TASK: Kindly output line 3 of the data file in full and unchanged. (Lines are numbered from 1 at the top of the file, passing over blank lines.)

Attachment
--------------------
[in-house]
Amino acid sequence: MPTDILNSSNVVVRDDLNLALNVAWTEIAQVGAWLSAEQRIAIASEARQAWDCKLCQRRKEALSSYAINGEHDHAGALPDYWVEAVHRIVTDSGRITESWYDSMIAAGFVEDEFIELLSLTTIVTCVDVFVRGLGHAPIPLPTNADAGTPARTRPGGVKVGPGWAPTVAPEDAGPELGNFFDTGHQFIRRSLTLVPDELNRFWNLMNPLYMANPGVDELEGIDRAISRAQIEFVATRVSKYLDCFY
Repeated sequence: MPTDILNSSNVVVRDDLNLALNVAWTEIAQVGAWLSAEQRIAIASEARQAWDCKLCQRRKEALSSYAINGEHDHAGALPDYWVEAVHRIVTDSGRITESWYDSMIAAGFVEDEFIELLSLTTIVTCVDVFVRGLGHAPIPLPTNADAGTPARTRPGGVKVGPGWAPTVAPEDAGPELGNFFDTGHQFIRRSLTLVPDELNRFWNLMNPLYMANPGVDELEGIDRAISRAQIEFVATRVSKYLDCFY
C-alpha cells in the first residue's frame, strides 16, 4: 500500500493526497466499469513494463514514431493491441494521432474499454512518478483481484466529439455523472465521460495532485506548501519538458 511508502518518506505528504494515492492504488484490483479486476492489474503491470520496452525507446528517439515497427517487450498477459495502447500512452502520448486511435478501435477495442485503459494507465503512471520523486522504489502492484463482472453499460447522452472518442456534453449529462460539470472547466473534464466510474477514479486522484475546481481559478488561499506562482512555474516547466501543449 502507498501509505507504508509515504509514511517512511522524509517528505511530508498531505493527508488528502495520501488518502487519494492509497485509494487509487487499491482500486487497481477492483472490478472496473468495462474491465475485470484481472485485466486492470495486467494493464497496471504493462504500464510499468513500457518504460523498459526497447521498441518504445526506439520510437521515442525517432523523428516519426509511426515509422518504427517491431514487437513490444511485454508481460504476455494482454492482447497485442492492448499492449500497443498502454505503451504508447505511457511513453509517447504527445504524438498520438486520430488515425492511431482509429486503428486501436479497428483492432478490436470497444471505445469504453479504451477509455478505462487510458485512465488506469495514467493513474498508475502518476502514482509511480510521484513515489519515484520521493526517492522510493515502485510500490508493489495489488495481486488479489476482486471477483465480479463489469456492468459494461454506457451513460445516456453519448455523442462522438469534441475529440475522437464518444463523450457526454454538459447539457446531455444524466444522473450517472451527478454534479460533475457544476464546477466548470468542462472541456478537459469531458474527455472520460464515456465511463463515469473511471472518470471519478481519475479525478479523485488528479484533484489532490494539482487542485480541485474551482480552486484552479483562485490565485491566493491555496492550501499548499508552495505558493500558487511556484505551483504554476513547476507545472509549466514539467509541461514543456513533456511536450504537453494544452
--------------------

Repeated sequence: MPTDILNSSNVVVRDDLNLALNVAWTEIAQVGAWLSAEQRIAIASEARQAWDCKLCQRRKEALSSYAINGEHDHAGALPDYWVEAVHRIVTDSGRITESWYDSMIAAGFVEDEFIELLSLTTIVTCVDVFVRGLGHAPIPLPTNADAGTPARTRPGGVKVGPGWAPTVAPEDAGPELGNFFDTGHQFIRRSLTLVPDELNRFWNLMNPLYMANPGVDELEGIDRAISRAQIEFVATRVSKYLDCFY